Bursa and thymus tissue samples were fixed in 4% neutral buffered formalin and embedded in paraffin wax. Cells in division (S-phase) were detected using immunohistochemical staining of PCNA. Staining was performed on deparaffinized sections using a polyclonal rabbit anti-human PCNA antibody revealed with the EnVision HRP anti-rabbit Kit according to the manufacturer’s protocol (Dako, Les Ulis, France). Replicate sections were treated under identical conditions with the diluent only, to serve as negative controls. More precisely, after deparaffinization, the sections were treated with 0.1% trypsin for 10 min at 37 °C and placed in a 0.01 M citrate buffer (pH 6.0) for 20 min at 98 °C. The sections were allowed to cool and were covered with the Peroxidase Block solution of the EnVision Kit to block endogenous peroxidase activity. After incubating tissue specimens with the anti-PCNA (1:1000) for 30 min, immunoreaction complexes were detected by incubation for 30 min with the Peroxydase Labelled Polymer (ready to use). Positive signal was visualized with diaminobenzidine (DAB + substrate + chromogen solution from EnVision Kit). Sections were then counterstained with Gills’s hematoxylin and mounted in Eukitt (#03989, Biochemika). Sections were next observed on a NIKON microscope equipped with a Nikon DS-Ri color-camera. Color images were captured at different magnifications for subsequent quantitative analysis.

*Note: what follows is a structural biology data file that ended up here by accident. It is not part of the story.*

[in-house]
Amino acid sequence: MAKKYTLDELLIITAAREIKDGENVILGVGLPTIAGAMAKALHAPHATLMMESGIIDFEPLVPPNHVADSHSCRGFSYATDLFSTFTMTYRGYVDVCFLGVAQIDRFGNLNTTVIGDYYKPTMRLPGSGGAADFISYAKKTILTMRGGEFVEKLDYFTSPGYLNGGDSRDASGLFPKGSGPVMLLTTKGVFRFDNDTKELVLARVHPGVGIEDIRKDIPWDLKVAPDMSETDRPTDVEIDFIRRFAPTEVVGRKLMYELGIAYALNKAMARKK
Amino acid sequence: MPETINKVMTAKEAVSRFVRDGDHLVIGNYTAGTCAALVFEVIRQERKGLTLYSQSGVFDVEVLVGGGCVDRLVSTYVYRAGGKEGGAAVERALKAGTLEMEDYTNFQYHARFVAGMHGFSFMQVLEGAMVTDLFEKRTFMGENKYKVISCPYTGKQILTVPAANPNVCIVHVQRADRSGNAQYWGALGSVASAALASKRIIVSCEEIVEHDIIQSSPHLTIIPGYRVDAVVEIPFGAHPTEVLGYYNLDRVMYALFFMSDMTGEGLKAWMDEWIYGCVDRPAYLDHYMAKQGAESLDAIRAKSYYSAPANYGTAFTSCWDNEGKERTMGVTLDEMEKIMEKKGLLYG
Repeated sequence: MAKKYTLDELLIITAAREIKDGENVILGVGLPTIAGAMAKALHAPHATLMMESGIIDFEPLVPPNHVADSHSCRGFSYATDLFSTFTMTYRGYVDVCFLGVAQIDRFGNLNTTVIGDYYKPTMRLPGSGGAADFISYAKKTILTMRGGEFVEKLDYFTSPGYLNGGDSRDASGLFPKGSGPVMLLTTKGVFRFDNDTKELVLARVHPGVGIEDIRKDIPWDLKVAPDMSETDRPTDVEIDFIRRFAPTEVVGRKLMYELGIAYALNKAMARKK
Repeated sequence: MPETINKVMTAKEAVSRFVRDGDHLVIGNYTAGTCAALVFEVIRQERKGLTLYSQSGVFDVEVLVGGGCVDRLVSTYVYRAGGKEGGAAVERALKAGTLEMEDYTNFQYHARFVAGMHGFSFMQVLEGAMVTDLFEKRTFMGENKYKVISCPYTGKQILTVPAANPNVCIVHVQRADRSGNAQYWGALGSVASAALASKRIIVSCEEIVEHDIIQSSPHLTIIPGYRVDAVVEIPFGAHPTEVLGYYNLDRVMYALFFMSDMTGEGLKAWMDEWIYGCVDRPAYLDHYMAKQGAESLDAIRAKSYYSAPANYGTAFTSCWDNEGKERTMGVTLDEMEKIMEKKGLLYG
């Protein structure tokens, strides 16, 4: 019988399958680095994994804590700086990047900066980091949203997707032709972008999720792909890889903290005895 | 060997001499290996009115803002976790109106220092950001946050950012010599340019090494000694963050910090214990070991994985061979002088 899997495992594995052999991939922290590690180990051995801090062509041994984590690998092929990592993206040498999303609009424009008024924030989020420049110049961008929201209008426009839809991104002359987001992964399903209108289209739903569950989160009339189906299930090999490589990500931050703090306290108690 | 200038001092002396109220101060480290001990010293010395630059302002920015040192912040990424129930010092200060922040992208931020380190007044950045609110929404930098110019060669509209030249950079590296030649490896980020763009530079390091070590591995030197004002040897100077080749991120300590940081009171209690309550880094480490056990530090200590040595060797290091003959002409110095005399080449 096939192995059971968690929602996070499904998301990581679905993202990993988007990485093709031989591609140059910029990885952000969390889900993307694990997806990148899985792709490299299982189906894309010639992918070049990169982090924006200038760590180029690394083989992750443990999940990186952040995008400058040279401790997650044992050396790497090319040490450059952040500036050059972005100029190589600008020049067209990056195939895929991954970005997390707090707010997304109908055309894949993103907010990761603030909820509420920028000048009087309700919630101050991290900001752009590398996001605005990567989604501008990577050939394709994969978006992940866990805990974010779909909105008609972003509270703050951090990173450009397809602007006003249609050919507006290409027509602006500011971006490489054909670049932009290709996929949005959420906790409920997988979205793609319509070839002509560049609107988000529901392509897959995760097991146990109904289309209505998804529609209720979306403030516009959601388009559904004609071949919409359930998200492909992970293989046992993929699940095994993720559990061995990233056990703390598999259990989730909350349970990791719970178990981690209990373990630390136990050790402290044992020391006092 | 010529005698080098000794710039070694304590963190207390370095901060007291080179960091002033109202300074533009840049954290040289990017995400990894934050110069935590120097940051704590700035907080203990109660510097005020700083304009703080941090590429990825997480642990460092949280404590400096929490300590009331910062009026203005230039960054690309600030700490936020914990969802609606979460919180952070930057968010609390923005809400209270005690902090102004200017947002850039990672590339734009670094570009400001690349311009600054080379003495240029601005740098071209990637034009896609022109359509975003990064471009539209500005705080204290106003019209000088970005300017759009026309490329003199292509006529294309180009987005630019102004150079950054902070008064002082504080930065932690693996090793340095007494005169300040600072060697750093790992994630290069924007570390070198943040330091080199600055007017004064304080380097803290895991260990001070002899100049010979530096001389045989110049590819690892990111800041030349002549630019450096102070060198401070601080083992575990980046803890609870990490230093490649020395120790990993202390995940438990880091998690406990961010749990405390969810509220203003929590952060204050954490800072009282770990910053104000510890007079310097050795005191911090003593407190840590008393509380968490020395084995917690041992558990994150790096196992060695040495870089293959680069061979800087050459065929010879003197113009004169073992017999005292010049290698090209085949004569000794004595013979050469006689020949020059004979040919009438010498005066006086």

To determine the number of PCNA-positive cells relative to the total number of cells, we used the FIJI® software. For each sample, on two different color images at high magnification, we defined three regions of interest (ROI) of 300 × 300 pixels each. Next, we used the “Immunohistochemistry (IHC) Image Analysis Toolbox” plugin in order to count automatically the number of PCNA-positive nuclei that appeared in brown on each ROI. The total cell number on the same ROI was then numerated manually using the “multipoint tool” of the software. Lastly, the percentage of PCNA-positive cells per sample was calculated over a total of at least 250 cells.